Key aspects of the law revolve around its definition of Personally Identifiable Information (PII) and situations in which the data needs to be protected through encryption. The law defines PII as “a Massachusetts resident's first name and last name or first initial and last name in combination with any one or more of the following data elements that relate to such resident: (a) Social Security number; (b) driver's license number or state-issued identification card number; or (c) financial account number, or credit or debit card number, with or without any required security code, access code, personal identification number or password, that would permit access to a resident’s financial account “and requires “Encryption of all transmitted records and files containing personal information that will travel across public networks, and encryption of all data containing personal information to be transmitted wirelessly.”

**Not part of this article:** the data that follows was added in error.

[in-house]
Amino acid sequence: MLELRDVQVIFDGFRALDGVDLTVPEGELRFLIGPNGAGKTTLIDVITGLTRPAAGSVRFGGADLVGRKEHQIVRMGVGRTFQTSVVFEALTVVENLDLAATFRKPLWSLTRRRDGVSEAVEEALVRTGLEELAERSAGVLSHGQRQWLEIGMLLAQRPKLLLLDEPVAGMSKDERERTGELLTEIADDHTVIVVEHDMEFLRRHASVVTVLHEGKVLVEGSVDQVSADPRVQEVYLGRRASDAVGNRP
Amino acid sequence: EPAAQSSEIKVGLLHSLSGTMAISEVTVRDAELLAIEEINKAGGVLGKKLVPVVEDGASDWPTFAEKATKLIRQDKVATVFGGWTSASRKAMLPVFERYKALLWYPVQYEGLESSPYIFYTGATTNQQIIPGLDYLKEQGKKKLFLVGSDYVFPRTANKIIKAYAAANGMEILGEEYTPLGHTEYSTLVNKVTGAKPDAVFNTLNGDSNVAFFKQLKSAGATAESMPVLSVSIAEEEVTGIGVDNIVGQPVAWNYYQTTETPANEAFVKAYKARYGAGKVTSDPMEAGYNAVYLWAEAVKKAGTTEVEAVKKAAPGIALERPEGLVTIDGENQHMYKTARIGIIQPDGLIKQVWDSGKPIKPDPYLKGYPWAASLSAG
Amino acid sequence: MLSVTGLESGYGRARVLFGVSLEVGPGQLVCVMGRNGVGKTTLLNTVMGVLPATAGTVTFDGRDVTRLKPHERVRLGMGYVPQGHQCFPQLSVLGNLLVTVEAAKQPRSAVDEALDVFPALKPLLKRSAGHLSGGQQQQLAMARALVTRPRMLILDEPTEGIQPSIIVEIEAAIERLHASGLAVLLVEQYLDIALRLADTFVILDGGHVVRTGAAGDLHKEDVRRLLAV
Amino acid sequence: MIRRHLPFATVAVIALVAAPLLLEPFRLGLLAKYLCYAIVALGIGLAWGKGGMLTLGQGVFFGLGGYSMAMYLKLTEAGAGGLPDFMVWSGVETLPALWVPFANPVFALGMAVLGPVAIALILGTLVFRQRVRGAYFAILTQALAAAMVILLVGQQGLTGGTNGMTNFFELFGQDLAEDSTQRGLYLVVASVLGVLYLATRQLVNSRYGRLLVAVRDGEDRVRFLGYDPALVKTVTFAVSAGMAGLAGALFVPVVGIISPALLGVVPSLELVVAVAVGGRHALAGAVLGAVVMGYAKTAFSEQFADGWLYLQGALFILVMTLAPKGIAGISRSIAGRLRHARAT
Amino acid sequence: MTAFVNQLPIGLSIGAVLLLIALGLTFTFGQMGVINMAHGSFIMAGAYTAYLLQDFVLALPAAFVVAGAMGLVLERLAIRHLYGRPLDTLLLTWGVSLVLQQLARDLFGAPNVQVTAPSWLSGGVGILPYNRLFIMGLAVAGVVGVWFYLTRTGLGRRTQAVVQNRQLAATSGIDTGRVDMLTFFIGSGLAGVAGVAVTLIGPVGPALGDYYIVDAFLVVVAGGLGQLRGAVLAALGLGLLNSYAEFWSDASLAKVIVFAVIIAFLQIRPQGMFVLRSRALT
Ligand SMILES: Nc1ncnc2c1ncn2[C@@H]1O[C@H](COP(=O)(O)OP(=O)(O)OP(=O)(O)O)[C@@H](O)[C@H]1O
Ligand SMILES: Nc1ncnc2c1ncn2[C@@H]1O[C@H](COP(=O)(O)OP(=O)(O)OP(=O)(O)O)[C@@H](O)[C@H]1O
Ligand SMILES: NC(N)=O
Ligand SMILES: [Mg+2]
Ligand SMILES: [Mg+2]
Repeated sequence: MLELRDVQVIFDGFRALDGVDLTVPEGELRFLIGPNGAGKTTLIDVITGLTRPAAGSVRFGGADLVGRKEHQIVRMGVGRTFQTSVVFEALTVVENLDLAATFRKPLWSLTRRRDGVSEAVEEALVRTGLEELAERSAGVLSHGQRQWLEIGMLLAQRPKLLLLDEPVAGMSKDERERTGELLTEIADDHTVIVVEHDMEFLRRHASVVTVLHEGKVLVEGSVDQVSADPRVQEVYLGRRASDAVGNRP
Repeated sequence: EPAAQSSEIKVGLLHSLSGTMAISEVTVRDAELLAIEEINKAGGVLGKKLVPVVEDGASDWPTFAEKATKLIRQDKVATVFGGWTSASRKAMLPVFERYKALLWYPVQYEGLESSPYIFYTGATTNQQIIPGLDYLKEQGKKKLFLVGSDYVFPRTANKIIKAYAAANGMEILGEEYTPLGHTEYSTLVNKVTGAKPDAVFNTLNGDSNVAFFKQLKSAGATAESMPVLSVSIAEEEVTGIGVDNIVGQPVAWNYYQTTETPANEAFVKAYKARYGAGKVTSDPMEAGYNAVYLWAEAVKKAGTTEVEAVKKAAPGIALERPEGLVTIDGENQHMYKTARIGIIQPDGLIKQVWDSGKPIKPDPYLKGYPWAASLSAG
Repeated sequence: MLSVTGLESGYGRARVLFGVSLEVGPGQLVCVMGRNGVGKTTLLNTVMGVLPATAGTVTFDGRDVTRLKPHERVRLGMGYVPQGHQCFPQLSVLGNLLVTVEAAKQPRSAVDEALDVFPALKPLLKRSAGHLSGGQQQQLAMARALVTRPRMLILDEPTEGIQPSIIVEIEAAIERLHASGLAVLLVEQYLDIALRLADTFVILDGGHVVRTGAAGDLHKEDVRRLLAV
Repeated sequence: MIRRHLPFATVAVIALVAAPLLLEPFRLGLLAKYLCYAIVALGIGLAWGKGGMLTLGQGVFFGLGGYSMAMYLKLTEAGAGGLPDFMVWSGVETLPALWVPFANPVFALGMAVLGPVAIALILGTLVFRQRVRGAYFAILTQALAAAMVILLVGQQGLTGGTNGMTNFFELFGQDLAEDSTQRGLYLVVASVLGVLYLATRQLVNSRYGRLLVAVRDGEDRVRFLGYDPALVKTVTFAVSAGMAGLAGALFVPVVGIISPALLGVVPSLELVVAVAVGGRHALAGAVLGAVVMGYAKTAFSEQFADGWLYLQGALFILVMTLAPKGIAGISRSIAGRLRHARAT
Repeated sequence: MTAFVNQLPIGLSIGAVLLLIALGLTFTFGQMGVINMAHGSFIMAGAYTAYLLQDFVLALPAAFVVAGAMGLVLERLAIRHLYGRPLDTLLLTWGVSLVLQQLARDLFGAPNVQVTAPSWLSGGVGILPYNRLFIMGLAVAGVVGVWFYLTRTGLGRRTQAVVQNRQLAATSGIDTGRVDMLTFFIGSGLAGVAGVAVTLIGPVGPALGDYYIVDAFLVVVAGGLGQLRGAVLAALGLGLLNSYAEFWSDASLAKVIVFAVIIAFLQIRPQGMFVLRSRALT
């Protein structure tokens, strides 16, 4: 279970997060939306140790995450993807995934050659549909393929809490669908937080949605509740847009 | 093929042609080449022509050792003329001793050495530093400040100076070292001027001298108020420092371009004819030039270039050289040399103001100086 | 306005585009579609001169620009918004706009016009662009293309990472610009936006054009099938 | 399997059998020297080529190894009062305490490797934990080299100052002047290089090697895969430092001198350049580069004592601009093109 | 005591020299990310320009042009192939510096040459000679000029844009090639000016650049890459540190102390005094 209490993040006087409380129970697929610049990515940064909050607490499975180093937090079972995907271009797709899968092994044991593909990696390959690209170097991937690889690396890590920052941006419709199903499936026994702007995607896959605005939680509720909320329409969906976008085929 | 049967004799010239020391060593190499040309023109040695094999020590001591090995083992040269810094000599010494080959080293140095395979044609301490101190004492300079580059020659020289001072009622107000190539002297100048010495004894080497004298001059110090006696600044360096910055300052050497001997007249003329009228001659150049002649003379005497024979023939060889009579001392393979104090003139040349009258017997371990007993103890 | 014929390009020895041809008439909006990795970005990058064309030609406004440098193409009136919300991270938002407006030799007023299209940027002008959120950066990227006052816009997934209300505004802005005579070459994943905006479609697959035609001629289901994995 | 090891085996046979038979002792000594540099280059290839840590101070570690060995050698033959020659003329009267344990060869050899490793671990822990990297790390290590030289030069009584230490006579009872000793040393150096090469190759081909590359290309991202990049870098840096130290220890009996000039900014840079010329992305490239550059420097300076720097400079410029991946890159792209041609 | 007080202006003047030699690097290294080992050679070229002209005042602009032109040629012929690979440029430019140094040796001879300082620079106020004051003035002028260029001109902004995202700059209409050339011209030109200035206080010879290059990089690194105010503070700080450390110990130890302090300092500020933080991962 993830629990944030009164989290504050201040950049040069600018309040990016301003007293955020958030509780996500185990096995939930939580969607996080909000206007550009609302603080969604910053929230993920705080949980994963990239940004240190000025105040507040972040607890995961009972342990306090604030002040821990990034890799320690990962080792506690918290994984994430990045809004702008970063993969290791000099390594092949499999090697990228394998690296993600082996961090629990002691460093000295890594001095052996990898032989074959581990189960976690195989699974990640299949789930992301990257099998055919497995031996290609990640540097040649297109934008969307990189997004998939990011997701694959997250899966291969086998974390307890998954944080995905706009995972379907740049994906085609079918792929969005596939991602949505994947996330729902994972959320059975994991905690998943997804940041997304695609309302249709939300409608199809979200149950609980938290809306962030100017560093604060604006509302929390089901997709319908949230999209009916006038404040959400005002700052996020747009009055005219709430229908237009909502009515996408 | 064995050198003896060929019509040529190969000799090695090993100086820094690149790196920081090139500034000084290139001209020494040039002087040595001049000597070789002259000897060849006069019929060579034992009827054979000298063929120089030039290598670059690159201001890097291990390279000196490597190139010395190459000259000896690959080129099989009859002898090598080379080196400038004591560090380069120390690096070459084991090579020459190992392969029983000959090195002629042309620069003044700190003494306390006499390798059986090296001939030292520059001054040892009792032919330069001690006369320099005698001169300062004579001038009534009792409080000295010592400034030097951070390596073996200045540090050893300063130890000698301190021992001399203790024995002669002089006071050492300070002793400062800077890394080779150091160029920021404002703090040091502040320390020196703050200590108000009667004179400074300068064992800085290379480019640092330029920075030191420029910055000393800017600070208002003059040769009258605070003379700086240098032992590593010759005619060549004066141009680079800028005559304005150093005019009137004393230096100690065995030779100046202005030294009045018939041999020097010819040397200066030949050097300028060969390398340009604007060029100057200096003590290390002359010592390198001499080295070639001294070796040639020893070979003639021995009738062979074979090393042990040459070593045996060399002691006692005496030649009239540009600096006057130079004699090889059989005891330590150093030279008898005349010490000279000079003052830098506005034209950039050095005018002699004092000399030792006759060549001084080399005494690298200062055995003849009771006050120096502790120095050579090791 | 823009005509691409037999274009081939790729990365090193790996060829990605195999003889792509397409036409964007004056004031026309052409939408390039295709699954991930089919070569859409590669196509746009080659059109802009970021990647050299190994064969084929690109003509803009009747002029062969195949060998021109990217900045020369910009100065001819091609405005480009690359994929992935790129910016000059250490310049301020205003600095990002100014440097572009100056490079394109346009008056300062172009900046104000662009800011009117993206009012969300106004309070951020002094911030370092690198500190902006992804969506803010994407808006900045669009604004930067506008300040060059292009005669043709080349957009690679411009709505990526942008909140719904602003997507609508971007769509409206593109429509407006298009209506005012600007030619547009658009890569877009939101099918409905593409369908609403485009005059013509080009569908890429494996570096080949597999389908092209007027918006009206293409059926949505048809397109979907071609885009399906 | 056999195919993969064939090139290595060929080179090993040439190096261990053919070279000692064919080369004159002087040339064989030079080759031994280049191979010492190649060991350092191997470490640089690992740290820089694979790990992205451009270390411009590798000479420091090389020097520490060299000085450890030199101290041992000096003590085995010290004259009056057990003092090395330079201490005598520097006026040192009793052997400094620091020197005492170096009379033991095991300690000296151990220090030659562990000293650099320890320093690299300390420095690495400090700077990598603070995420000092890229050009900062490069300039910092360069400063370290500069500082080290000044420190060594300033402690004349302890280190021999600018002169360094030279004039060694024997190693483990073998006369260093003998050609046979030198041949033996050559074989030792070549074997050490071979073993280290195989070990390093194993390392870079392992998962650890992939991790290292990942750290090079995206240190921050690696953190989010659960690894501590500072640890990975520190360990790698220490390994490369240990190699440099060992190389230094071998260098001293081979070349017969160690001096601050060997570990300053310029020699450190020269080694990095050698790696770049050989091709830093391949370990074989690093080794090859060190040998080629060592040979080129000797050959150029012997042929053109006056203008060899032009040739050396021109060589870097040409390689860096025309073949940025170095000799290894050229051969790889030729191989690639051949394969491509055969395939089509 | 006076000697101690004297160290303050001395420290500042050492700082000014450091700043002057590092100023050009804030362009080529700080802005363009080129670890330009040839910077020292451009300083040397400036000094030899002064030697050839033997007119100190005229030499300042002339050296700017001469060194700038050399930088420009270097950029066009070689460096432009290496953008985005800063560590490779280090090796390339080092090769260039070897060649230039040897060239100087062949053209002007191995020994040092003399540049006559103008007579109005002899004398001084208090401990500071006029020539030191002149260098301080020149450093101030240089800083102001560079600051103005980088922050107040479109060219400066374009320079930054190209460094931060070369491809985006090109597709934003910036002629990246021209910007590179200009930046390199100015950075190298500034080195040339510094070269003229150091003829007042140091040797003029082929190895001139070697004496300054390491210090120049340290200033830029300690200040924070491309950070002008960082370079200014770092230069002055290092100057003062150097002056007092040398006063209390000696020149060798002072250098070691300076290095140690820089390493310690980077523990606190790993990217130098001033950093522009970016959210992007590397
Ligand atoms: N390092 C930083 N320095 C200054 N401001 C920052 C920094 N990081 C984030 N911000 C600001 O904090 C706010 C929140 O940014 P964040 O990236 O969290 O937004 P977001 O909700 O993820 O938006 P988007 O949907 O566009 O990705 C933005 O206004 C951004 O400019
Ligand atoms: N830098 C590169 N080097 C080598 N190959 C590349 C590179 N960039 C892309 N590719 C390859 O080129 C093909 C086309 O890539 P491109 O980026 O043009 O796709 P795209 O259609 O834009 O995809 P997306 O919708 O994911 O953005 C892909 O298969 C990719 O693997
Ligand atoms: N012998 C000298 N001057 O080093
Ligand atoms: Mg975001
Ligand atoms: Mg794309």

Many people read that statement and, at first glance, believe that the scope of data applications covered is perhaps small. I disagree. Why? First, let’s explore the core attributes of PII. Clearly almost any data set about a person will contain first and last name, so the attributes of social security number (SSN), driver’s license, and “financial account number” become the linchpins of whether a data set meets the definition of this law. Yeah, I know we’re supposed to protect SSN and it probably shouldn’t be embedded in customer data sets “just because.” But the fact remains that SSN is pretty ubiquitous as a primary key in many customer-centric applications. Do you know for sure which of your applications use it now or might in the future? Probably not, so you’ll need to err on the side of caution. But the financial account number reaches much further. No, many of you applications might not contain customers’ bank account numbers or anything that obvious, but most of your customer data sets will contain the person’s email address right? You might think that an email address isn’t a financial account number, but I’ve explored this topic with several knowledgeable people in the legal and policy space and many of them agree that an email address could very well be seen as a primary account number. For better or worse, it’s becoming more and more common to use an email address as the primary customer identifier, especially for online services. In many cases, compromising a person’s email address could indeed allow access to accounts that might contain financial information of one kind or another.